Coders Get Instant Gratification With Khan Academy Programming

August 22, 2012 by  
Filed under Every thing you Need to Know

Since 2006 the Khan Academy, named for its founder Salman Khan, has provided free video lectures on subjects such as mathematics, biology and history. As we’ve reported before Khan garnered praise from the likes of bill Gates (whose foundation invested $1.5 million in the site), but others have been more critical of the lecture-driven approach. Thus far the site has only included prerecorded lectures that offered no feedback or interaction.

That’s changing today with Khan Academy’s new computer science section.

The tutorials are interactive and live entirely in the browser. Instead of a video, each lesson contains a pane on the left side for students to enter code and a pane on the right that displays the output. The first lesson walks students through the process of writing code that will draw a face in the right pane. After learning to generate graphics, students work up to animation and eventually to games, such as a Pac-Man clone.

Rather than have students write code and then run it to see if it works, the results of changes are displayed in the right pane immediately, providing immediate feedback. The lessons also include tips for solving common beginner problems.

Khan has a master’s degree in electrical engineering and computer science from MIT and an MBA from Harvard Business School but has no formal background in teaching. He started out by filming lectures to tutor relatives, but since last year the non-profit organization he’s formed has been pushing the site’s content as a viable asset for traditional schools. That’s part of what the push back about Khan’s format is about. one particularly scathing critique came from Mathalicious founder Karim Kai Ani, who criticized not just Khan’s lecture-based approach, but the quality and clarity of the videos’ content as well. Although teachers told Wired last year that the Khan Academy materials helped improve test scores, many educators remain skeptical of the site’s content’s ability to provide a deep understanding of the material.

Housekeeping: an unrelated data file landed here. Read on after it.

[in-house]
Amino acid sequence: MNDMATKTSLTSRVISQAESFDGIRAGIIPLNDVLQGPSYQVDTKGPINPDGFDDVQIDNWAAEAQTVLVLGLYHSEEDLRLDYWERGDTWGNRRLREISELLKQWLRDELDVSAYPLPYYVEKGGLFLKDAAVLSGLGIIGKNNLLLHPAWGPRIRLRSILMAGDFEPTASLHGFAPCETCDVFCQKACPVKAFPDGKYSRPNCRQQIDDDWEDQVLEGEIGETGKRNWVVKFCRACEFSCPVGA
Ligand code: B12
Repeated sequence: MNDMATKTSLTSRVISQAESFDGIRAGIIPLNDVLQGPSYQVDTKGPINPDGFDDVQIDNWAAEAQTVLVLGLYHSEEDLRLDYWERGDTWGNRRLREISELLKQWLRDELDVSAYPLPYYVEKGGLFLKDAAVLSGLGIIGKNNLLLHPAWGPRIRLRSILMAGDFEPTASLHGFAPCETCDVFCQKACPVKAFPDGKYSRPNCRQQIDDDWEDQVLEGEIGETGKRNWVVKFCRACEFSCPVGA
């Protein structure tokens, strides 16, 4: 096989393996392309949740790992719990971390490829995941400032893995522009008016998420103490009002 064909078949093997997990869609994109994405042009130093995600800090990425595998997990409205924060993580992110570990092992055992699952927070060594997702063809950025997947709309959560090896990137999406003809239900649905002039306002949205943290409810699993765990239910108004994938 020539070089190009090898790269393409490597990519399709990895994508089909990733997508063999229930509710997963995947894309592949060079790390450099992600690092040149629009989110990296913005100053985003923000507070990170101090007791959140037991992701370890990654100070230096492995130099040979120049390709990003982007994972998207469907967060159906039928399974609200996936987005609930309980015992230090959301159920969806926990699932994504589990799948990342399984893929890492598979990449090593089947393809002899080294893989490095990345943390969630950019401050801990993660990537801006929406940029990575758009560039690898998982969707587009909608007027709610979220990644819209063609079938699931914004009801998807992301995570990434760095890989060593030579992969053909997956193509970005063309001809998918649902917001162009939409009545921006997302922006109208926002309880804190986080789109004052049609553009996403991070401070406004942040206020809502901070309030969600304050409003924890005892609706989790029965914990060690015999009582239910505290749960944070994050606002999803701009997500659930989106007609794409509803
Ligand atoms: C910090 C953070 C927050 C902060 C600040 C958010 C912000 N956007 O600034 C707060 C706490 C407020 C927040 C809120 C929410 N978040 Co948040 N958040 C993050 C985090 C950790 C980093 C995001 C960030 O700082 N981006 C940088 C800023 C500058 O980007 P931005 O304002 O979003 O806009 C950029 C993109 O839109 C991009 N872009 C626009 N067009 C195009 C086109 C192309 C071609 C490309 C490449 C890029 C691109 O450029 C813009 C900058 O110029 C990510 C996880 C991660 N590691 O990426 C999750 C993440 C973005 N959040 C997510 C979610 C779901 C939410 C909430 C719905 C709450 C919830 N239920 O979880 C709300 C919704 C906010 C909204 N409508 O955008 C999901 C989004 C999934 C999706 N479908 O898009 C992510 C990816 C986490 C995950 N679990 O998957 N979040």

Perhaps the computer science will help in that regard. Many of Khan’s critics advocate the constructivist school of education, which promotes experiential learning over lectures and drilling. Although Khan (and Gates) were somewhat dismissive of critics in the past, the tutorials use Processing.js, which is based on the visual arts centric programming language Processing, but can run inside a modern web browser without the need for any plugins. Processing is part of a tradition of programming education that started with the programming language Logo, an educational programming language created in 1967 by constructivist educators.

It’s too early to tell how well the new tutorial will teach programming concepts, or whether it will win over critics. but it is a sign that the organization is listening to critics and moving beyond its roots.

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